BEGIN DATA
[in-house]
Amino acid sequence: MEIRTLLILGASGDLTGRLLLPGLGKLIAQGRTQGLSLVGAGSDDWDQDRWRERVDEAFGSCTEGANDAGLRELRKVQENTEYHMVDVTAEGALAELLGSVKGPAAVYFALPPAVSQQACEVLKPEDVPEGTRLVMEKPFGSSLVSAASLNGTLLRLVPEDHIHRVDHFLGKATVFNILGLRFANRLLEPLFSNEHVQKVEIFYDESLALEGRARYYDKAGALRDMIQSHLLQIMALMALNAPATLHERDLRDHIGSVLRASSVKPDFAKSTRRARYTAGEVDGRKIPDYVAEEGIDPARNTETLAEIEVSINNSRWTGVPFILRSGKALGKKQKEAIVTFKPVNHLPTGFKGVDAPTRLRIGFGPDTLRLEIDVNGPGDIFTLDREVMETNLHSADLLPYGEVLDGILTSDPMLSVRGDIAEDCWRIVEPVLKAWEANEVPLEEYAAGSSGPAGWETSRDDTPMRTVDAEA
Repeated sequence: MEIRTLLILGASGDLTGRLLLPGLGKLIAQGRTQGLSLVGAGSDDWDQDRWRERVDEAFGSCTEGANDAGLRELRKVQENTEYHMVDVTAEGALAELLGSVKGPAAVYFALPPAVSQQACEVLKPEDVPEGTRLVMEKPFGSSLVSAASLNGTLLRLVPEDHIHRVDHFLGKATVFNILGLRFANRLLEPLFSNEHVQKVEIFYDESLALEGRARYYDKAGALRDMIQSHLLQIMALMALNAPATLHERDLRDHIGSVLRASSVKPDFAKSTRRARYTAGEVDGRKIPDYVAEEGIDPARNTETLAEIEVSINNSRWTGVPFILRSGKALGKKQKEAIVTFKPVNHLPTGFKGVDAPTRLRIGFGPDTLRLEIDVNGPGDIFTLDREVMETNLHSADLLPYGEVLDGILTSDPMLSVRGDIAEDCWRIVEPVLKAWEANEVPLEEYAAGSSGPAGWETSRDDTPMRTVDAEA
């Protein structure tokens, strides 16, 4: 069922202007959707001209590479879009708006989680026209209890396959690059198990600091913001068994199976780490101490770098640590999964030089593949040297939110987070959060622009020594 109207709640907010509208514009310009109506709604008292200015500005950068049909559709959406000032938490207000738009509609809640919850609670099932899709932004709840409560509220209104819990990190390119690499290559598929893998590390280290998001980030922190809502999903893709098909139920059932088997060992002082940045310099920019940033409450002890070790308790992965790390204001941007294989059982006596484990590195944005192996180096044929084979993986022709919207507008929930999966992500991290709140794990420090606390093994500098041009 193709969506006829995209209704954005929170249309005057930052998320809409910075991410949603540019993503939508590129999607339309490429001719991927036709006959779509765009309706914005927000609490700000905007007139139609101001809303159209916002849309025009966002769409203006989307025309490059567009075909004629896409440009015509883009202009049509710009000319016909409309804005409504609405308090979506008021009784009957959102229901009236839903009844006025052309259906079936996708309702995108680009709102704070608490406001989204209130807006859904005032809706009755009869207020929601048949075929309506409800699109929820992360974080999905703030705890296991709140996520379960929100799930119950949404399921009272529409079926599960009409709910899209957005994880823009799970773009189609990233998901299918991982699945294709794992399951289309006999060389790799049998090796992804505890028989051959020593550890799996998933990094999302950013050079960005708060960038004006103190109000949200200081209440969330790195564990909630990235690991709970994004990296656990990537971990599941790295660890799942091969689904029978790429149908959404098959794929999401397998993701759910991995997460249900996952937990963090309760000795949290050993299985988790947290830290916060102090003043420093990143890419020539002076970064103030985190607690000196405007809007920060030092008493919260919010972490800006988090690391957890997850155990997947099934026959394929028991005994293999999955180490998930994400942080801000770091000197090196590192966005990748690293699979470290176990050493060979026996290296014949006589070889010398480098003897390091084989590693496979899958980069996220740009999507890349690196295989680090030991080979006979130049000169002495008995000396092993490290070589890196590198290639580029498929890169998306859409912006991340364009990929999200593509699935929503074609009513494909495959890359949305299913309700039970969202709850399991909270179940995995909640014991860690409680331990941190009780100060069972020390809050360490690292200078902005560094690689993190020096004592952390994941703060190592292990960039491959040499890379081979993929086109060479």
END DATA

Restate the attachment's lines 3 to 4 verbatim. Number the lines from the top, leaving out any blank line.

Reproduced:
Repeated sequence: MEIRTLLILGASGDLTGRLLLPGLGKLIAQGRTQGLSLVGAGSDDWDQDRWRERVDEAFGSCTEGANDAGLRELRKVQENTEYHMVDVTAEGALAELLGSVKGPAAVYFALPPAVSQQACEVLKPEDVPEGTRLVMEKPFGSSLVSAASLNGTLLRLVPEDHIHRVDHFLGKATVFNILGLRFANRLLEPLFSNEHVQKVEIFYDESLALEGRARYYDKAGALRDMIQSHLLQIMALMALNAPATLHERDLRDHIGSVLRASSVKPDFAKSTRRARYTAGEVDGRKIPDYVAEEGIDPARNTETLAEIEVSINNSRWTGVPFILRSGKALGKKQKEAIVTFKPVNHLPTGFKGVDAPTRLRIGFGPDTLRLEIDVNGPGDIFTLDREVMETNLHSADLLPYGEVLDGILTSDPMLSVRGDIAEDCWRIVEPVLKAWEANEVPLEEYAAGSSGPAGWETSRDDTPMRTVDAEA
């Protein structure tokens, strides 16, 4: 069922202007959707001209590479879009708006989680026209209890396959690059198990600091913001068994199976780490101490770098640590999964030089593949040297939110987070959060622009020594 109207709640907010509208514009310009109506709604008292200015500005950068049909559709959406000032938490207000738009509609809640919850609670099932899709932004709840409560509220209104819990990190390119690499290559598929893998590390280290998001980030922190809502999903893709098909139920059932088997060992002082940045310099920019940033409450002890070790308790992965790390204001941007294989059982006596484990590195944005192996180096044929084979993986022709919207507008929930999966992500991290709140794990420090606390093994500098041009 193709969506006829995209209704954005929170249309005057930052998320809409910075991410949603540019993503939508590129999607339309490429001719991927036709006959779509765009309706914005927000609490700000905007007139139609101001809303159209916002849309025009966002769409203006989307025309490059567009075909004629896409440009015509883009202009049509710009000319016909409309804005409504609405308090979506008021009784009957959102229901009236839903009844006025052309259906079936996708309702995108680009709102704070608490406001989204209130807006859904005032809706009755009869207020929601048949075929309506409800699109929820992360974080999905703030705890296991709140996520379960929100799930119950949404399921009272529409079926599960009409709910899209957005994880823009799970773009189609990233998901299918991982699945294709794992399951289309006999060389790799049998090796992804505890028989051959020593550890799996998933990094999302950013050079960005708060960038004006103190109000949200200081209440969330790195564990909630990235690991709970994004990296656990990537971990599941790295660890799942091969689904029978790429149908959404098959794929999401397998993701759910991995997460249900996952937990963090309760000795949290050993299985988790947290830290916060102090003043420093990143890419020539002076970064103030985190607690000196405007809007920060030092008493919260919010972490800006988090690391957890997850155990997947099934026959394929028991005994293999999955180490998930994400942080801000770091000197090196590192966005990748690293699979470290176990050493060979026996290296014949006589070889010398480098003897390091084989590693496979899958980069996220740009999507890349690196295989680090030991080979006979130049000169002495008995000396092993490290070589890196590198290639580029498929890169998306859409912006991340364009990929999200593509699935929503074609009513494909495959890359949305299913309700039970969202709850399991909270179940995995909640014991860690409680331990941190009780100060069972020390809050360490690292200078902005560094690689993190020096004592952390994941703060190592292990960039491959040499890379081979993929086109060479």